Study of the U.S. Institutes for Scholars


The U.S. Department of State recently awarded the Dialogue Institute a grant to administer and host the Study of the U.S. Institutes (SUSI) for Scholars* on Religious Pluralism in the United States, beginning in June of 2017 and renewable through 2019.

The six-week program, sponsored by the Department's Bureau of Educational and Cultural Affairs, is designed to introduce 18 scholars from 18 differing countries to central elements of U.S. history, society, institutions, and democracy through a focus on religious pluralism and freedom in the American context.

A five-week residential component in Philadelphia, based at Temple University, includes a rigorous academic program and regular opportunities for research, as well as various religious, historical and cultural site visits. Study tours round out the experience, with trips to Lancaster (PA), New York City, Colorado (Denver), Arizona (Flagstaff, Grand Canyon, Sedona, Phoenix) and Washington, D.C.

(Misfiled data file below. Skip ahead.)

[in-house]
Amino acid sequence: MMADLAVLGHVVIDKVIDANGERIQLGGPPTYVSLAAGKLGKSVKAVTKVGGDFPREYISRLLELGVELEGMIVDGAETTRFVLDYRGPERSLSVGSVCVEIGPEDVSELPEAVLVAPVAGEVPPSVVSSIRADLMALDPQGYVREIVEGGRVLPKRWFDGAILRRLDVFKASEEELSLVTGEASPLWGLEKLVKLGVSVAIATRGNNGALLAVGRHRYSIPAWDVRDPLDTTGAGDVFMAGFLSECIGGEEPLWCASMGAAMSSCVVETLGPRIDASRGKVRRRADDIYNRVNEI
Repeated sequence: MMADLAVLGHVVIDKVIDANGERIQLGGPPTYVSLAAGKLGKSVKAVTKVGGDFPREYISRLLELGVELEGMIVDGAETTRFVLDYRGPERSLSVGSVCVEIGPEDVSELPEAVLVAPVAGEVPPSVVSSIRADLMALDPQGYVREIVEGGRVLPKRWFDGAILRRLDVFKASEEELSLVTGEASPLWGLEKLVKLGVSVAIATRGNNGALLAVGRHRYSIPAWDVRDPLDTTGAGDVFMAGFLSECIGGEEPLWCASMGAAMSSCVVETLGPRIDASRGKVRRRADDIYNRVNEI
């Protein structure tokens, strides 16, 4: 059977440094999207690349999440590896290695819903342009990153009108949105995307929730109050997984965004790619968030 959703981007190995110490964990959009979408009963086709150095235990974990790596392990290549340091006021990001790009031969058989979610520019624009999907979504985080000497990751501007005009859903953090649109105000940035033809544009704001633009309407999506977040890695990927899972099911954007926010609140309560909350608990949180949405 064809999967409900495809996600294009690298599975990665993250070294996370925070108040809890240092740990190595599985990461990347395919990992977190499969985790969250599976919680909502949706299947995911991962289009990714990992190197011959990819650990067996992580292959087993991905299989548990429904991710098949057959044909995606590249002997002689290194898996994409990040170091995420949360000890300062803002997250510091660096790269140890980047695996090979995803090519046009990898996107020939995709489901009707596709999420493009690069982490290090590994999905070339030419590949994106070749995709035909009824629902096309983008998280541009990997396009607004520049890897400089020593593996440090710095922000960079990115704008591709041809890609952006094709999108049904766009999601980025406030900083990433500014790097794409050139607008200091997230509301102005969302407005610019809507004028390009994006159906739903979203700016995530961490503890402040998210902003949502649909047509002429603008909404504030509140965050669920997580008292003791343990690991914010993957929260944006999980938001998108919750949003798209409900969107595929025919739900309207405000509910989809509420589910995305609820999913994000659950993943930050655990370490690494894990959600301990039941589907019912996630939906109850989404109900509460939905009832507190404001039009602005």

The Institute engages the following topics: religious pluralism, the relationship between religion and state, freedom of religion, separation of powers/checks and balances, one person/one vote, rule of law, volunteerism in civil society, protection of minority rights (including LGBTQ and disabilities concerns), interfaith dialogue, critical thinking, nonviolent conflict-resolution, civil rights, ethnic diversity, women’s rights, immigration and international relations.


Program Objectives

  1. Increase understanding of democratic principles and religious liberty in the U.S.
  2. Deepen comprehension of the varied landscape of U.S. religious belief and practice.
  3. Enhance appreciation for the strengths of a religiously pluralist society.
  4. Develop awareness of creative responses to the challenges of a religiously pluralist society.
  5. Teach participants the principles and practices of interreligious dialogue.
  6. Create rigorous, multi-disciplinary academic engagement that supports participants in the enhancement of their own teaching and scholarship related to the U.S. and religious studies in their regions.